It is important to remember that until the late Middle Ages contemporaries did not regard “elective” and “hereditary” monarchies as sharply defined constitutional alternatives. Even English kingship contained elective elements in that the aristocracy’s consent was required for a succession to be legitimate, while hereditary rule in France was achieved in practice by many kings crowning their sons as successors during their own lifetime. . . .
The Empire got “the best of both worlds,” because its monarchy was theoretically elective but often hereditary in practice. Nobles and the population generally preferred sons to follow fathers as this was interpreted as a sign of divine grace. Of the 24 German kings between 800 and 1254, 22 came from four families, with sons following fathers 12 times.
The empire officially remained elective in form to the very end, but for all practical purposes, the crown became hereditary after the election of Habsburg Maximilian I in 1508. From then on, with the exception of a brief interregnum and short reign by a Bavarian rival in the 1740s, every remaining emperor would be a Habsburg. As a result, imperial interests would sometimes be subordinated to those of the growing territories outside the empire that were part of the Habsburgs’ ancestral domains, ultimately embracing large chunks of Poland, Ukraine, Slovenia, Croatia and the Venetian Republic, to mention just a few. As Edward Crankshaw put it in The Hapsburgs: Portrait of a Dynasty,
The revival of the Roman Empire, created by Charlemagne as part of his dream of uniting all Christendom under one temporal head, and to become known as the Holy Roman Empire, had long ceased to mean much in terms of power. But the Emperor was still vested with a quasi-mystical authority, even though he was now little more than an elected figurehead, or King, of the German peoples.
All of which has contributed to the dismissive attitude of most modern historians writing during or after the empire’s decline and ultimate dissolution. “The Empire’s demise coincided with the emergence of modern nationalism as a popular phenomenon,” Wilson writes,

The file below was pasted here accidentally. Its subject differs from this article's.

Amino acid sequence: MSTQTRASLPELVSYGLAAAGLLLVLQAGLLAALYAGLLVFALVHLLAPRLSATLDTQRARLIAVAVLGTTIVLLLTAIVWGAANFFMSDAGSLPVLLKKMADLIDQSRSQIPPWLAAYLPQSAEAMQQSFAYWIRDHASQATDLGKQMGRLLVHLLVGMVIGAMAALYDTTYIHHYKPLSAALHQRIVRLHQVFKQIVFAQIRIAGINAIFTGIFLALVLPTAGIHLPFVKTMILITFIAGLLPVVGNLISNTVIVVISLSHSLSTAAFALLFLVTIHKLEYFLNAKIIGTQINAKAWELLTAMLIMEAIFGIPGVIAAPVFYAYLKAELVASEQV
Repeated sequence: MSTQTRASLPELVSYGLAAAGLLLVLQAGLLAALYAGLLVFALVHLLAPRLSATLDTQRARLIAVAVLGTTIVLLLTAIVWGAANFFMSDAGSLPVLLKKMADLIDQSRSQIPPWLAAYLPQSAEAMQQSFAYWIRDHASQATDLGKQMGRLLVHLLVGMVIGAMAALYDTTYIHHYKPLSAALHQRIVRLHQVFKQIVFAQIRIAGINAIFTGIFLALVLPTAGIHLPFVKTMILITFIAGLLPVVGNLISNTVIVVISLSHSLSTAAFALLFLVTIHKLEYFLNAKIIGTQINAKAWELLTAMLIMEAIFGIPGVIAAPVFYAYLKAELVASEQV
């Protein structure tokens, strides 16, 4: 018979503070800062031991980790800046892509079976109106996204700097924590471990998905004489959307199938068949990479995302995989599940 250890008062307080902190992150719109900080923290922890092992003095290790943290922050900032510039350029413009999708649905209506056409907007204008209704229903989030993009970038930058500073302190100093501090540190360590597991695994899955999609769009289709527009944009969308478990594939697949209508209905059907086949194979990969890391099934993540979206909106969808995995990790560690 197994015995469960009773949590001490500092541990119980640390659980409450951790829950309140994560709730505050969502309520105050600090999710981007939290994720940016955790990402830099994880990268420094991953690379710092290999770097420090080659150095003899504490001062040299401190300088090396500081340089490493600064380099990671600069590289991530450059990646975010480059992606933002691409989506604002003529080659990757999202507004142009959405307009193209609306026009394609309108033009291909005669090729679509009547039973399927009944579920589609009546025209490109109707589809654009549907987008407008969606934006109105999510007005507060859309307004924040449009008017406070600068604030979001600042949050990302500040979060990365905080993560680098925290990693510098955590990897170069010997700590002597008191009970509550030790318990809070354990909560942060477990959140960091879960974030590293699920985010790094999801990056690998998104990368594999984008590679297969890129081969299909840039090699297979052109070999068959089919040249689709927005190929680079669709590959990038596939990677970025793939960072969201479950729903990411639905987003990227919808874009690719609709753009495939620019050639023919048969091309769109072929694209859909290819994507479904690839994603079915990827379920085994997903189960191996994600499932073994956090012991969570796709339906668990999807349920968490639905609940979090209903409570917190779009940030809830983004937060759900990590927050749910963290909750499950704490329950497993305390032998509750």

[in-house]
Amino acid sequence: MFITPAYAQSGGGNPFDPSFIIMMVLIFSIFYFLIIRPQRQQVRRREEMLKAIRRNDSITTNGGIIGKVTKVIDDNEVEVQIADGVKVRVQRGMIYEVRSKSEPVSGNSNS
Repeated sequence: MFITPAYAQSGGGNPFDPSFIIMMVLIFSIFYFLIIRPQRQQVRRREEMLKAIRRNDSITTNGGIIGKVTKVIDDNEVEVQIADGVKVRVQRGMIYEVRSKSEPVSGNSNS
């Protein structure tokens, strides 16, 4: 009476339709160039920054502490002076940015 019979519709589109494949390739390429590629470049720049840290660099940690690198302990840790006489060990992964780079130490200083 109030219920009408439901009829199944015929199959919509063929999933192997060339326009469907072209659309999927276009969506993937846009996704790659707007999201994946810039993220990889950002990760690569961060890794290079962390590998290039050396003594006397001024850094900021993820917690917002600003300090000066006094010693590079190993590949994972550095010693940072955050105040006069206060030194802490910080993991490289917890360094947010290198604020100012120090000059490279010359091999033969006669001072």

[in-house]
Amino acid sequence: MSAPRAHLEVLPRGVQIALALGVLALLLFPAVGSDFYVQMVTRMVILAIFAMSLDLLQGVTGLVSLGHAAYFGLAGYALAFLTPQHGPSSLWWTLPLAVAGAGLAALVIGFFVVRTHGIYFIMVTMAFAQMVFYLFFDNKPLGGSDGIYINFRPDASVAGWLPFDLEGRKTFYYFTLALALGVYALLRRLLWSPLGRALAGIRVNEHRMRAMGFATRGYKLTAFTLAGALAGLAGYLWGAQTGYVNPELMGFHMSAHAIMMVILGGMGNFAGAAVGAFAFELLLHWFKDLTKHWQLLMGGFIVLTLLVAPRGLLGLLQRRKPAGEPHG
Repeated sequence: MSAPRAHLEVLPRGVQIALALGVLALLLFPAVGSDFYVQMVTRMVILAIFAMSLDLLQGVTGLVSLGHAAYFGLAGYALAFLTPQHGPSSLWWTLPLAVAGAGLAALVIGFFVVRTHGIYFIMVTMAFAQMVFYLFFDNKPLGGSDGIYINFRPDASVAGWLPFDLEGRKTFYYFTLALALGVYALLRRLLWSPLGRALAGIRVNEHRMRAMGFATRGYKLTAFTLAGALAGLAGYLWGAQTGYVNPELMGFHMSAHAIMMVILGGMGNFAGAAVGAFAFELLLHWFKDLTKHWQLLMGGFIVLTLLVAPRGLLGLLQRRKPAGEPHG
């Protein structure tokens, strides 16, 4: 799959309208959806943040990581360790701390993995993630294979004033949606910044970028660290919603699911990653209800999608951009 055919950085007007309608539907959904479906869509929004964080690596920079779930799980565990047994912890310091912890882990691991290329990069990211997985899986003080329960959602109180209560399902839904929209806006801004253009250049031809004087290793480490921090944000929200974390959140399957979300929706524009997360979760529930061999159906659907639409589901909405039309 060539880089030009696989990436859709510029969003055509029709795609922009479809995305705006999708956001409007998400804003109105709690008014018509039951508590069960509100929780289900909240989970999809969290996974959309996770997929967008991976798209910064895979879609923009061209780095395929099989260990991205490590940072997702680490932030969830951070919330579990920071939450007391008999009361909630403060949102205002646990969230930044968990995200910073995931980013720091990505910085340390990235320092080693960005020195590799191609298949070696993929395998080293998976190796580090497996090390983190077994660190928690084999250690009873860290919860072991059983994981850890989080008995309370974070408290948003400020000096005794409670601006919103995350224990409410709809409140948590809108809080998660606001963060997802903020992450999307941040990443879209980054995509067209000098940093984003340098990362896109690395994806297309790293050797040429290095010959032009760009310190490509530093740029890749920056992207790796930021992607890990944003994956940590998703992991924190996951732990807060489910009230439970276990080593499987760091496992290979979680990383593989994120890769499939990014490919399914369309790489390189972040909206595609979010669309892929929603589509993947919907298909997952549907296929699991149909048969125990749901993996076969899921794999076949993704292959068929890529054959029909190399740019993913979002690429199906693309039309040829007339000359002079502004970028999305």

as well as the establishment of western historical method, institutionalized by professionals like Leopold von Ranke who held publicly funded university posts. Their task was to record their national story, and to shape it they constructed linear narratives based around the centralization of political power or their people’s emancipation from foreign domination. The Empire had no place in a world where every nation was supposed to have its own state. Its history was reduced to that of medieval Germany, and in many ways the Empire’s greatest posthumous influence lay in how criticism of its structures created the discipline of modern history.
. . . For many, especially Protestant writers, the Austrian Hapsburgs wasted their chance once they obtained the imperial title . . . [by] pursuing the dream of a transnational empire rather than a strong German state. . . .
The Empire took the blame for Germany being a “delayed nation,” receiving only the “consolation prize” of becoming a cultural nation during the eighteenth century, before Prussian-led unification finally made it a political one in 1871. . . . Only after two world wars had discredited the earlier celebration of militarized nation states did a more positive historical reception of the Empire emerge.
AND THEN there is the question of what exactly makes an empire an empire. The year following Hitler’s annexation of Austria and acquisition of the imperial regalia, the Nazi high command ordered all official organizations to stop referring to the regime as the “Third Reich.” In effect, the Nazis were declaring the First Reich a nonempire on the grounds that it was too holy, too Roman and not German enough by half. Ergo, it wasn’t really an empire at all—a grotesque but logical extension of von Ranke’s less rabid critique at an earlier, less brutal phase of German nationalism.
Wilson makes a reasoned and convincing counter case. He suggests three basic yardsticks for evaluating an empire: size, longevity and hegemony. The least useful of these, he argues, is size. “Canada,” he points out,
covers nearly 10 million square kilometres, over 4 million square kilometres larger than either the ancient Persian empire or that of Alexander the Great, yet few would contend that it is an imperial state. Emperors and their subjects have generally lacked the obsession of social scientists with quantification; on the contrary, a more meaningful defining characteristic of empire would be its absolute refusal to define limits to either its physical extent or its power pretensions.
There is something more to be said for the second element, longevity. Historical significance of an empire depends on its passing